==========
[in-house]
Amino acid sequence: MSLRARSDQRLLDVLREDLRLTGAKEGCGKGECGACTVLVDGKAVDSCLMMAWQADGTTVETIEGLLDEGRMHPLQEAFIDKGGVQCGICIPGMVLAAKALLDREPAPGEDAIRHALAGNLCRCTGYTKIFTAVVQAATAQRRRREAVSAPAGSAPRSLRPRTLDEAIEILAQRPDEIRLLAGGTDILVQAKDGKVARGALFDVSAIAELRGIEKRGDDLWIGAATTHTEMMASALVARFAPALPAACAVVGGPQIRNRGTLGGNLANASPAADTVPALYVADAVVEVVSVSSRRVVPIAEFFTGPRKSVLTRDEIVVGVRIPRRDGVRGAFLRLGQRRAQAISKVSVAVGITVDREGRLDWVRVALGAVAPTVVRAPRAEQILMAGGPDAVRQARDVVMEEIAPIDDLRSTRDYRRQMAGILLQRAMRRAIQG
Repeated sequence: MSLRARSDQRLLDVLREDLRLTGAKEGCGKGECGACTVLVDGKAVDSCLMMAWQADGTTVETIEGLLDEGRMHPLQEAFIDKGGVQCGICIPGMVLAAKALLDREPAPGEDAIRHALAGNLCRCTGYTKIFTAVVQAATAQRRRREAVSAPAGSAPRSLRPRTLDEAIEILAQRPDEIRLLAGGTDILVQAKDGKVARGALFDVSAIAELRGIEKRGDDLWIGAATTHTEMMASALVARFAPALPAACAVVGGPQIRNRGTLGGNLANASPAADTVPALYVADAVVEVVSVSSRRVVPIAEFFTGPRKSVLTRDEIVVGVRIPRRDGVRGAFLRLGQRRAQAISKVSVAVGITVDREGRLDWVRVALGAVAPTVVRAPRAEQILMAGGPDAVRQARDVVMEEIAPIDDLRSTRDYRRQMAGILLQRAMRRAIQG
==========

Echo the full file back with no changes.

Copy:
[in-house]
Amino acid sequence: MSLRARSDQRLLDVLREDLRLTGAKEGCGKGECGACTVLVDGKAVDSCLMMAWQADGTTVETIEGLLDEGRMHPLQEAFIDKGGVQCGICIPGMVLAAKALLDREPAPGEDAIRHALAGNLCRCTGYTKIFTAVVQAATAQRRRREAVSAPAGSAPRSLRPRTLDEAIEILAQRPDEIRLLAGGTDILVQAKDGKVARGALFDVSAIAELRGIEKRGDDLWIGAATTHTEMMASALVARFAPALPAACAVVGGPQIRNRGTLGGNLANASPAADTVPALYVADAVVEVVSVSSRRVVPIAEFFTGPRKSVLTRDEIVVGVRIPRRDGVRGAFLRLGQRRAQAISKVSVAVGITVDREGRLDWVRVALGAVAPTVVRAPRAEQILMAGGPDAVRQARDVVMEEIAPIDDLRSTRDYRRQMAGILLQRAMRRAIQG
Repeated sequence: MSLRARSDQRLLDVLREDLRLTGAKEGCGKGECGACTVLVDGKAVDSCLMMAWQADGTTVETIEGLLDEGRMHPLQEAFIDKGGVQCGICIPGMVLAAKALLDREPAPGEDAIRHALAGNLCRCTGYTKIFTAVVQAATAQRRRREAVSAPAGSAPRSLRPRTLDEAIEILAQRPDEIRLLAGGTDILVQAKDGKVARGALFDVSAIAELRGIEKRGDDLWIGAATTHTEMMASALVARFAPALPAACAVVGGPQIRNRGTLGGNLANASPAADTVPALYVADAVVEVVSVSSRRVVPIAEFFTGPRKSVLTRDEIVVGVRIPRRDGVRGAFLRLGQRRAQAISKVSVAVGITVDREGRLDWVRVALGAVAPTVVRAPRAEQILMAGGPDAVRQARDVVMEEIAPIDDLRSTRDYRRQMAGILLQRAMRRAIQG